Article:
This sense of acknowledging your own shortcomings is seen as a vital first step in the rehabilitation process - and sets strong foundations for positive intervention work. Therapeutic communities promote a collaborative approach to offender rehabilitation – with residents being allowed out of their cells for extended periods and engaging in group discussions designed to address their criminal pasts. Additionally, HMP Grendon is a prison that offenders volunteer to go to – knowing that their fellow residents have the power to vote them out if they feel that certain people would not be appropriate for their communities (see my post on prisoner voting rights for an overview of how harnessing and encouraging democratic involvement can help to promote desistance).

This set-up makes the prison environment more realistic, and, therefore, more comparable to being ‘on the outside’. I’m in no doubt that this better prepares Grendon’s residents for release, and reintegration, than does being in a prison environment that relies on inmates being locked up for long periods of time, with little time for social interaction and personal development.

One thing to bear in mind with therapeutic community places is that the cost around £10,000 more per year than a typical prison place. However, I have previously set out how substantial savings can be made by sentencing low-level offenders to community orders (average cost £4,000 per 12-month order) as opposed to short prison sentences (approximately £40,000 per prisoner, per year). In addition to cost savings, these community sentences are shown to have significantly better outcomes in terms of reconviction rates within 12 months (34 per cent for community orders compared to 61 per cent for those serving less than 12 months in prison). By doing this, prison staff will be free to focus their attention on the higher risk, longer-sentenced residents of the prison estate. This would also be in line with the evidence on offender rehabilitation, which suggests that the lion’s share of rehabilitation resources should be aimed at those posing the highest risk. In short, we really do need to "speculate, to accumulate".

Naturally, reducing the prison population will likely lead to a public backlash, and claims that those in power have gone "soft" on crime. However, this brave and reforming step would lead to lower reconviction rates and substantial savings to the Ministry of Justice – savings that could go towards reducing the country’s deficit, or be re-invested in education, the NHS, or affordable housing projects – all of which, coincidentally, could also facilitate lower crime rates. Small-scale pilot schemes could be utilised in the first instance in order to allay some of the public’s fears, and demonstrate the positive effects that an approach such as this could have on local communities.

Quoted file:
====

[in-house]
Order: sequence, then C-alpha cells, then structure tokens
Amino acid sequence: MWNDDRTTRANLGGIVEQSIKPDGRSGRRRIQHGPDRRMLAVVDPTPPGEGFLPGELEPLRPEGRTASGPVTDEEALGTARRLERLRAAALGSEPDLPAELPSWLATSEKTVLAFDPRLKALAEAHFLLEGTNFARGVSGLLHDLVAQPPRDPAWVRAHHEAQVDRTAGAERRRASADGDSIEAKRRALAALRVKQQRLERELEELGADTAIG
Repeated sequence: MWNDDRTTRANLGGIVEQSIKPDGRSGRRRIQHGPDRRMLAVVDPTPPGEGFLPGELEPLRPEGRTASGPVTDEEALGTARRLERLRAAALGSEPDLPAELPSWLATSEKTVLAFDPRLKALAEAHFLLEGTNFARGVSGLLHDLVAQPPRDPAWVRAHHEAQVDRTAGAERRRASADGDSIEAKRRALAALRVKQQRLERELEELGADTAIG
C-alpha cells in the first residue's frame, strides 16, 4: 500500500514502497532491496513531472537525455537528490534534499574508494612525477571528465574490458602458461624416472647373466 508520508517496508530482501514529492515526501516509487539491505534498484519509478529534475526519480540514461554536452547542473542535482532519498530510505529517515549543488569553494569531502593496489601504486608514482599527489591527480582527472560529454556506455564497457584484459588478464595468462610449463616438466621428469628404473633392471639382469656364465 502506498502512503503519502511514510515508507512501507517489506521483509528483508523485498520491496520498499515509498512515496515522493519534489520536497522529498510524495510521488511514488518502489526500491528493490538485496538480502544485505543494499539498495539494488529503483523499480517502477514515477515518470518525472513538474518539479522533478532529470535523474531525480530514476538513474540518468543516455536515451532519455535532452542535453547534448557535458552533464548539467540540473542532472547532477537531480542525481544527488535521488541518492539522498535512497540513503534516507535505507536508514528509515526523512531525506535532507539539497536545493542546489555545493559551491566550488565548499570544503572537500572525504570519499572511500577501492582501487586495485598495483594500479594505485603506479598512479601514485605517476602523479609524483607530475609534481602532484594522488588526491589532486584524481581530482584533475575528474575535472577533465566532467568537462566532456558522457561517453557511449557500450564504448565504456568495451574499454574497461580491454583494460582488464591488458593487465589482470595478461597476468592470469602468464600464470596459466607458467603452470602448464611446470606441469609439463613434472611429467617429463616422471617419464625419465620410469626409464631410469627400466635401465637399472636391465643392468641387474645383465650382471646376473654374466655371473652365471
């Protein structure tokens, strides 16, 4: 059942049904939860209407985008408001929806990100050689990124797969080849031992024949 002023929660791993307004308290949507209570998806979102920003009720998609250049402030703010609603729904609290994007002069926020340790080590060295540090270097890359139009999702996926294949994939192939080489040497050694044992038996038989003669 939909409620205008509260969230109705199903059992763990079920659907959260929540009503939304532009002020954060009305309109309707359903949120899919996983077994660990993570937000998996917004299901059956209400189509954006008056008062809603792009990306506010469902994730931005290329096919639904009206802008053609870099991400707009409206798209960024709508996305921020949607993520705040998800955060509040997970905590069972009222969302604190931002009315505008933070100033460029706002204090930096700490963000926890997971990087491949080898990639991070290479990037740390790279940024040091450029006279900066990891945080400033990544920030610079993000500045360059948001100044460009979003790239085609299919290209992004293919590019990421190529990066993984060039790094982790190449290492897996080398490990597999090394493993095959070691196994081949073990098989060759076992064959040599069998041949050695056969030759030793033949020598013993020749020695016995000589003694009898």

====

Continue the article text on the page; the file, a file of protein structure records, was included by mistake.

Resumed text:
For too long, we have sat back and watched political leaders engage in reactionary rhetoric, blaming offenders for re-offending when very little has been done to fix the broken penal system that in many ways keeps the "revolving door" swinging. It is about time that we reform our broken system, and adopt a more proactive approach towards offender rehabilitation.

Chris Grayling at the Conservative Party conference. Photograph: Getty Images

Craig is a forensic psychology blogger interested in evidence-based criminal justice and desistance from crime. He tweets as @CraigHarper19.

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Manchester united: "A minority of absolute idiots are trying to break us apart"

At the vigil, one man's T-shirt read: "The only thing that's allowed to be separated by colour is the laundry."

A day after one of the worst atrocities in the history of the city, Manchester's people were keen to show the world the resilience of the Mancunian spirit.

Dom's, an Italian restaurant, is in walking distance from Manchester Arena, where 22 people lost their lives to a suicide bomber the night before. On Tuesday, the staff were giving out free coffee, tea and pizza to anyone who needed it. On a table outside, there was a condolences book, and teary passersby left RIP messages to those who perished. Under a bright blue sky, the community seemed more united than ever, the goodwill pouring out of everyone I met. But the general mood was sombre.